From the first book of the Bible, from the first instance of sin, God promised that some day a Redeemer would come. God repeated and expanded on the promise all through the Old Testament. The coming One, the promised One, the Messiah, would be a perfect prophet, priest, king. He would overthrow evil, rule in justice, defeat all Israel’s enemies. Though he was particularly given so the Jews, he was also promised to the Gentiles.
And in that day there shall be a root of Jesse, which shall stand for an ensign of the people; to it shall the Gentiles seek: and his rest shall be glorious. (Isaiah 11:10)
And he said, It is a light thing that thou shouldest be my servant to raise up the tribes of Jacob, and to restore the preserved of Israel: I will also give thee for a light to the Gentiles, that thou mayest be my salvation unto the end of the earth. (Isaiah 49:6)
Multiple prophecies foretold his coming. Multiple images depicted him: the Passover lamb, the scapegoat, sacrifice for sin, the suffering servant.
But when he came, when he claimed to be the Messiah, his people did not recognize him. “He came to his own, and his own people did not receive him” (John 1:11). The Jews of New Testament times looked for a warrior king who would overthrow Roman oppression and establish his physical kingdom. When he pointed out their errors and sins, they had him killed.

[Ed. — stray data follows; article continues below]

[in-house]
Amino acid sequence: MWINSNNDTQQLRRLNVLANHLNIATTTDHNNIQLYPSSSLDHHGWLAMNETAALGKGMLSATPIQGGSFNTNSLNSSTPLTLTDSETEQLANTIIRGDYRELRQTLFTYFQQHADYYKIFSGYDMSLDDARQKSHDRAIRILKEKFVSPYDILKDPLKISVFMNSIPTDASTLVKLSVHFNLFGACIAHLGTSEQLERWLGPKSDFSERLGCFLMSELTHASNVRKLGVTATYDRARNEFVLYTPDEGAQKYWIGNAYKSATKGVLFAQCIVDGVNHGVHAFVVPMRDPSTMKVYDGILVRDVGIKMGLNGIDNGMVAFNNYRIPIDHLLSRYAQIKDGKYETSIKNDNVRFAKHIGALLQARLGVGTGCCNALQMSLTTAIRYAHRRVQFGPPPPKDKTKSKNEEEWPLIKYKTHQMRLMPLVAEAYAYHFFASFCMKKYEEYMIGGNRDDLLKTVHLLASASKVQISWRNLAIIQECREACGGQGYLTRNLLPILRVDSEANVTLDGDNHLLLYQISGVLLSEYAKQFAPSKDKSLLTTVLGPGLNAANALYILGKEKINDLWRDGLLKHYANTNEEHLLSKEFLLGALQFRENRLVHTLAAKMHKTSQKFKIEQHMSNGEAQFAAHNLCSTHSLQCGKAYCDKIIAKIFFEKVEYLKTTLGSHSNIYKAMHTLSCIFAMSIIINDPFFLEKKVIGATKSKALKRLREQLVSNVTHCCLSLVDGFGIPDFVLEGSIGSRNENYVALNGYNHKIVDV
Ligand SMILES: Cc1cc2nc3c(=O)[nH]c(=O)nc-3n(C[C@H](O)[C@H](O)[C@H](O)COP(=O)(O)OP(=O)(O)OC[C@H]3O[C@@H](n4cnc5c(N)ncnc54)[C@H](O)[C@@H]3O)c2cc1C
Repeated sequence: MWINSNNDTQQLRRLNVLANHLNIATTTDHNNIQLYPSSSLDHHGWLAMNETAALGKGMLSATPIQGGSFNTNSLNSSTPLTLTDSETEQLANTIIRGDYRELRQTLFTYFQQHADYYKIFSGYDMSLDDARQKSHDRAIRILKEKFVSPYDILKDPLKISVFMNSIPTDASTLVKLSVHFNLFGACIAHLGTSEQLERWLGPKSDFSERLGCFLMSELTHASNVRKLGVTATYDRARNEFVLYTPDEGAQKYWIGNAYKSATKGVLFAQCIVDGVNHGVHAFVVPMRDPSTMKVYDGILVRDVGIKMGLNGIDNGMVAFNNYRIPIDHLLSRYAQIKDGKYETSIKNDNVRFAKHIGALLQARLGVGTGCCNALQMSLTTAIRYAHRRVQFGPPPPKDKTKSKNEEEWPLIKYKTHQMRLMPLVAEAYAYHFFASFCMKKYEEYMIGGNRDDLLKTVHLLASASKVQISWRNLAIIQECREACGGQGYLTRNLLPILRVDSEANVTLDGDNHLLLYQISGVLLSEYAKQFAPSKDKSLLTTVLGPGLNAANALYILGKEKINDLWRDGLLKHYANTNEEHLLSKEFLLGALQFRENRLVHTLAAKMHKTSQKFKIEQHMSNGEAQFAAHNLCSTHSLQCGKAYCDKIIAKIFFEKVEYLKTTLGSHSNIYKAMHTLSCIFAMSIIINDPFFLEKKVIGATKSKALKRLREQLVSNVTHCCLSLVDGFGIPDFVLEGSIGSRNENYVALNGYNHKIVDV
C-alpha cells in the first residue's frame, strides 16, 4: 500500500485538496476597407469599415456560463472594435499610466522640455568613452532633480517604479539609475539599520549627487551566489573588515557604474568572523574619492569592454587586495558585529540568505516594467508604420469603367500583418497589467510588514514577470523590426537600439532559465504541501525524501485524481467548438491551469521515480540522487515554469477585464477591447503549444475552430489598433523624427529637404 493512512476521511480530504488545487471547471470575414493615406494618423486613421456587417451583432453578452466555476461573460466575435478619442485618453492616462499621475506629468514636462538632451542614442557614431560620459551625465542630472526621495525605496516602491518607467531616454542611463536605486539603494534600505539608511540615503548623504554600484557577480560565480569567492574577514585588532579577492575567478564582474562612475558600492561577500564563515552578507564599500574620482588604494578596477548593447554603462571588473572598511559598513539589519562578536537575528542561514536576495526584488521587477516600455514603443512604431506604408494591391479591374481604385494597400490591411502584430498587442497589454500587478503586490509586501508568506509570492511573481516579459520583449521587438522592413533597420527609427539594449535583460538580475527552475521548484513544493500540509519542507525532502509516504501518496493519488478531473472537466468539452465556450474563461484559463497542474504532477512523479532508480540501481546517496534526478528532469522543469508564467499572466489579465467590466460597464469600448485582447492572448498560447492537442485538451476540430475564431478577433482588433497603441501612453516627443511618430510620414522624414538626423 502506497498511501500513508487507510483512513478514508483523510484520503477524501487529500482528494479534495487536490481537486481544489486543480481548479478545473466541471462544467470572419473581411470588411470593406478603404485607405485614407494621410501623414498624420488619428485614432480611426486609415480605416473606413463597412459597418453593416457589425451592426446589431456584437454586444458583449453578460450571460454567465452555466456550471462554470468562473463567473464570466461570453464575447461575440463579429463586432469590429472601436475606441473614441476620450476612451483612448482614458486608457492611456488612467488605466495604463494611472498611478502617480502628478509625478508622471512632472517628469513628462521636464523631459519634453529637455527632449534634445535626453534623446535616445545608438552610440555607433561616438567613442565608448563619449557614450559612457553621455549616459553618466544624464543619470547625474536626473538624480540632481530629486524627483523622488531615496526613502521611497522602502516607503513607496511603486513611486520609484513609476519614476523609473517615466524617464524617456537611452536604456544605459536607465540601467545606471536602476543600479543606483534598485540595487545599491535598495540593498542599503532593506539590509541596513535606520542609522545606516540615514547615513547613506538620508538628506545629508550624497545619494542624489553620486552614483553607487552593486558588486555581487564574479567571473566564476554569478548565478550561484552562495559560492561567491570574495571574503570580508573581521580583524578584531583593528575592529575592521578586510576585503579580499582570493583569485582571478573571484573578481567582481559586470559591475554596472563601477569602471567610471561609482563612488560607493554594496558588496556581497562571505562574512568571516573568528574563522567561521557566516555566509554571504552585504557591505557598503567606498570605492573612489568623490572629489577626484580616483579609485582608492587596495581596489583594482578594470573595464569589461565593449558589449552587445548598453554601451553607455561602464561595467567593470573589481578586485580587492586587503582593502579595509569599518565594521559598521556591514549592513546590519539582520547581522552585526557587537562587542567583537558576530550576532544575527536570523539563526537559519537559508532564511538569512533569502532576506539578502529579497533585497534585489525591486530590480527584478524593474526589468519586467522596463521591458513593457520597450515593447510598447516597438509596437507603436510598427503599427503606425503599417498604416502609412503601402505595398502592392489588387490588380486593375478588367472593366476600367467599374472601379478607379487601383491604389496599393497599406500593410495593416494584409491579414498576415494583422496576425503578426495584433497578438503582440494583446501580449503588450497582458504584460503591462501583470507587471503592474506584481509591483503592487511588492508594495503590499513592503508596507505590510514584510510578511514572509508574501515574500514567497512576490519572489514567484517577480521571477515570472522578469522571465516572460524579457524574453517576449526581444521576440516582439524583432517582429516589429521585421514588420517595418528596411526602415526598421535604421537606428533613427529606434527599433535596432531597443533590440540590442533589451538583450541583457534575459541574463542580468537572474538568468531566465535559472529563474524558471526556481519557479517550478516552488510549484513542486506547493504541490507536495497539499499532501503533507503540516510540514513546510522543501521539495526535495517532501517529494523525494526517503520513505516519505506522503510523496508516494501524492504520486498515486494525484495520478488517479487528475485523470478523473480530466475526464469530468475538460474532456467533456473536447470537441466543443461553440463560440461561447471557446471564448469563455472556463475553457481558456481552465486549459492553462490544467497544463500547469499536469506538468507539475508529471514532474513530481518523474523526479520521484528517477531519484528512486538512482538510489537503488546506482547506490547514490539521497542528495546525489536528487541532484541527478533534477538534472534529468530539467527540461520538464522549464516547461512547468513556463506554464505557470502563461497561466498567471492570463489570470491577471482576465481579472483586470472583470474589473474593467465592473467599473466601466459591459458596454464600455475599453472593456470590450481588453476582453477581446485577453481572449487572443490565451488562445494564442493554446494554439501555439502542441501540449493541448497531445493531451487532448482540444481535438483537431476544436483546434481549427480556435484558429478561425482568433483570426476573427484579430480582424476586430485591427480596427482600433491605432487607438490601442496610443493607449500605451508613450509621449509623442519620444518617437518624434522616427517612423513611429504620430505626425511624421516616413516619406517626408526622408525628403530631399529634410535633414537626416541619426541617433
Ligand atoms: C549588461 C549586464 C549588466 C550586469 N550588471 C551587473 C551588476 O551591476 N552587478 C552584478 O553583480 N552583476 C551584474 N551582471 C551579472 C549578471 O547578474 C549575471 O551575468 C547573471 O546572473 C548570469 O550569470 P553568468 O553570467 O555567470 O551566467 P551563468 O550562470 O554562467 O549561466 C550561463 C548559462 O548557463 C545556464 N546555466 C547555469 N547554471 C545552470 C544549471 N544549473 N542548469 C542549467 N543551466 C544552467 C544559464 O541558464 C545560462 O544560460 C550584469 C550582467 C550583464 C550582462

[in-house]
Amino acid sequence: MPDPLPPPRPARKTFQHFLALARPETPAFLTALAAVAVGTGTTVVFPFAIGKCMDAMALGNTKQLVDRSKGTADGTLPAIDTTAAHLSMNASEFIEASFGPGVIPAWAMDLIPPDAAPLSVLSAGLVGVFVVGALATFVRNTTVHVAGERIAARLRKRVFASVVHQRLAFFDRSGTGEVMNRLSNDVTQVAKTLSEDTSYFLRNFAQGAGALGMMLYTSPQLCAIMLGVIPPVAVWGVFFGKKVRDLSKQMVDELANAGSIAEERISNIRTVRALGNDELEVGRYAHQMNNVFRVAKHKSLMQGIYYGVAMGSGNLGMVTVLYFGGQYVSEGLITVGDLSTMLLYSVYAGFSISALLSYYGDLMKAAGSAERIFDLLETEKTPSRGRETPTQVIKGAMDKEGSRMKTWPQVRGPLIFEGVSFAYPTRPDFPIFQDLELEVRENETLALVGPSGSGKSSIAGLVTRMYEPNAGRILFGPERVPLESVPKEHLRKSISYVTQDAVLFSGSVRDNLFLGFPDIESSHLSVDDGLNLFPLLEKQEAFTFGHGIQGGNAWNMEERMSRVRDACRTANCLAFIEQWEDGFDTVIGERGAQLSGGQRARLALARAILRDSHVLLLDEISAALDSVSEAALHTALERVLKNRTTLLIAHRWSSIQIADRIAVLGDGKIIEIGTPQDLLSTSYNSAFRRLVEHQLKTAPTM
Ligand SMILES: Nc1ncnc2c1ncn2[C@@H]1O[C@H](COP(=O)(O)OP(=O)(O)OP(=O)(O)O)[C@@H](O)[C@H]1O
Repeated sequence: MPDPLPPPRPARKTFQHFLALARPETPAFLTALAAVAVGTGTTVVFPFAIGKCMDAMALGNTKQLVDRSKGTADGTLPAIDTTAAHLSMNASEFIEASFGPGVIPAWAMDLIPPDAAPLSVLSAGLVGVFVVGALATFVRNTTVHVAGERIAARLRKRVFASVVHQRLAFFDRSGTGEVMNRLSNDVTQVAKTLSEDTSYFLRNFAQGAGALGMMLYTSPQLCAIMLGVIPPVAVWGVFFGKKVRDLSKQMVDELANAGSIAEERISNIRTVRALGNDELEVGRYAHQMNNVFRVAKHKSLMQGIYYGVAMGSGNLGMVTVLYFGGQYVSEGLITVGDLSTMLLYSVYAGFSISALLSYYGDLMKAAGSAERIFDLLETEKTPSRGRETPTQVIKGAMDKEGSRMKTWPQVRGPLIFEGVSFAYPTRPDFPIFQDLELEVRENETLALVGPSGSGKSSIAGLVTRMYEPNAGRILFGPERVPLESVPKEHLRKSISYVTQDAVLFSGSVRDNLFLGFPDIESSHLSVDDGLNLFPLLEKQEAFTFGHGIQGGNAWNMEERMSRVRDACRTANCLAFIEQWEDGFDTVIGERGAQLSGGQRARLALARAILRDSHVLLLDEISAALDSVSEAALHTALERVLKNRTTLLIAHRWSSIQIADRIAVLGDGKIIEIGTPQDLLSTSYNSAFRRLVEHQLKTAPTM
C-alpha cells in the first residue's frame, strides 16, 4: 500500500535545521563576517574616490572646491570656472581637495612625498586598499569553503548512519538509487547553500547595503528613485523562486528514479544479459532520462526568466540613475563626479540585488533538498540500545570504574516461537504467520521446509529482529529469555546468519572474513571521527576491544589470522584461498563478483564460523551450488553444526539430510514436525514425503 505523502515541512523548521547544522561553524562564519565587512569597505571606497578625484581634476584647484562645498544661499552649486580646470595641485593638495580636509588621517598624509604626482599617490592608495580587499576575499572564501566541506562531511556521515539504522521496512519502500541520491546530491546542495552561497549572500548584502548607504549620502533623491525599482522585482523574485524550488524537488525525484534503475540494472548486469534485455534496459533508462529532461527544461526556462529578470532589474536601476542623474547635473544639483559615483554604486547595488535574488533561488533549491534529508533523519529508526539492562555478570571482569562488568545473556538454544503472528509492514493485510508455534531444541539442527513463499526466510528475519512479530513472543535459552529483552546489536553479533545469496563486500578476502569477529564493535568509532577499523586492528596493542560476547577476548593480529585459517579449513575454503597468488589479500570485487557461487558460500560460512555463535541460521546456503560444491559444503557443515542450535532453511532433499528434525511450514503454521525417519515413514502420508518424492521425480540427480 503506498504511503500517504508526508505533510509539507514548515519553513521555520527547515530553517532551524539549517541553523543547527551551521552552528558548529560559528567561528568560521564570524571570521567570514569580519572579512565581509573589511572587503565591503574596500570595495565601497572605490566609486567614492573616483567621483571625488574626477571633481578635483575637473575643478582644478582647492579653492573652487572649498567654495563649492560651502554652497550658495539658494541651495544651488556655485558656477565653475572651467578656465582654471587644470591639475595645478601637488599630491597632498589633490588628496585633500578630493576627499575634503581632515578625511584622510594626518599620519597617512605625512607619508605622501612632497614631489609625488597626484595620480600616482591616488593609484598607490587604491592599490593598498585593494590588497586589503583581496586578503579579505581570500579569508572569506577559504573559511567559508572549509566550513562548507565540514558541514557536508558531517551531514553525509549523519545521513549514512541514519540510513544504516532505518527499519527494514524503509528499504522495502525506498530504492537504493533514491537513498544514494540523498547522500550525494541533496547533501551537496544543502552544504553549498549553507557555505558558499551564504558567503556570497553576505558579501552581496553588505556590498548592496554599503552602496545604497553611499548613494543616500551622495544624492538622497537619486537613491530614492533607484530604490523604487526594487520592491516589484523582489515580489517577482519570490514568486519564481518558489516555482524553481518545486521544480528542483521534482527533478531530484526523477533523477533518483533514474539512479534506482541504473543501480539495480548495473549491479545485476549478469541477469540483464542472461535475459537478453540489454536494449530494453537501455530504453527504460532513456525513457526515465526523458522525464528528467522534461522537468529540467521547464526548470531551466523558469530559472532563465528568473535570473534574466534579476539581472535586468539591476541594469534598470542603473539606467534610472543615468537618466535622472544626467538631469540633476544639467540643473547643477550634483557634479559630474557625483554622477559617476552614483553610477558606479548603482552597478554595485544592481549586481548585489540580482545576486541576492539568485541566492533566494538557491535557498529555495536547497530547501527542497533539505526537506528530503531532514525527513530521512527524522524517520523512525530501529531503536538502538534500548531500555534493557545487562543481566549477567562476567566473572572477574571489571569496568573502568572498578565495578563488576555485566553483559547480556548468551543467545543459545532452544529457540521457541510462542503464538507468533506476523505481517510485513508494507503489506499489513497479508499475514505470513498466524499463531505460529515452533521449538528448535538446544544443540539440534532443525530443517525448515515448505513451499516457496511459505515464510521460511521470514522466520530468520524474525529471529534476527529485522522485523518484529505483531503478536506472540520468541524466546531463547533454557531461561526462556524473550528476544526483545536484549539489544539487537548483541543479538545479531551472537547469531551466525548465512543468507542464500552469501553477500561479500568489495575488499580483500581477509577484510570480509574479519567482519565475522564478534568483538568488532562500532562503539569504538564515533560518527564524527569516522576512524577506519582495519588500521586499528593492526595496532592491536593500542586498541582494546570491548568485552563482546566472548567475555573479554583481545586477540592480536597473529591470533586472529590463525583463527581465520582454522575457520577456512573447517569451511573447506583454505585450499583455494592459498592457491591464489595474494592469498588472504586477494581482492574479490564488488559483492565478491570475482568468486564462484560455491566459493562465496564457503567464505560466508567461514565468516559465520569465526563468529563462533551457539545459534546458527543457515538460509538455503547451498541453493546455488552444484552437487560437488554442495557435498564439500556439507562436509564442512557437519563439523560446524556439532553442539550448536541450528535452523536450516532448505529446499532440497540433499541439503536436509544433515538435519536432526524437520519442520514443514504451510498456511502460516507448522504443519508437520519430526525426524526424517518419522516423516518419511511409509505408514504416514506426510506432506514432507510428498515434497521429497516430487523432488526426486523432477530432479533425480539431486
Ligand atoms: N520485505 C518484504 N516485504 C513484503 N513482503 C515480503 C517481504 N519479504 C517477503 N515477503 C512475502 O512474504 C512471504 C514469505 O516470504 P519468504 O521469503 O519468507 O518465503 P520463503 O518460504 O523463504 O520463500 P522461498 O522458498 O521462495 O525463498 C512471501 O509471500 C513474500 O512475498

People today make a similar mistake. They want a particular kind of Savior:
One who will solve their problems but never require anything of them.
One who will align with and carry out their political aspirations.
One who will increase their health and wealth.
One who will smile indulgently at their sin and never chasten.
One who would never let anything unpleasant happen.
One who will never require anything difficult.
One who never says no to their desires and plans.
Instead of worshiping the Savior as he is, they’ve created one from the own imagination. And when He doesn’t perform according to expectations, well, then, who needs Him?
We all need Him. But we need Him as He truly is, not as we think He should be. Even those of us who have been Christians for a long time still have to continually “renew our minds” and adjust our thinking according to truth. We come to know Him as Savior and Lord, but then we spend the rest of our lives getting to know Him better and adjusting ourselves away from our preconceived notions and expectations and toward who He really is. And we’re not disappointed, because in the end He’s a much better Savior than we could ever have imagined.
Do you know Him today as He truly is? Get to know Him through His Word. If you’re new to the Bible, start reading the gospel of John. See what He does and what He says about Himself.
And if you’ve known Him for years, keep getting to know Him better. Keep learning more and more what a wonderful Savior He is.
(Revised from the archives)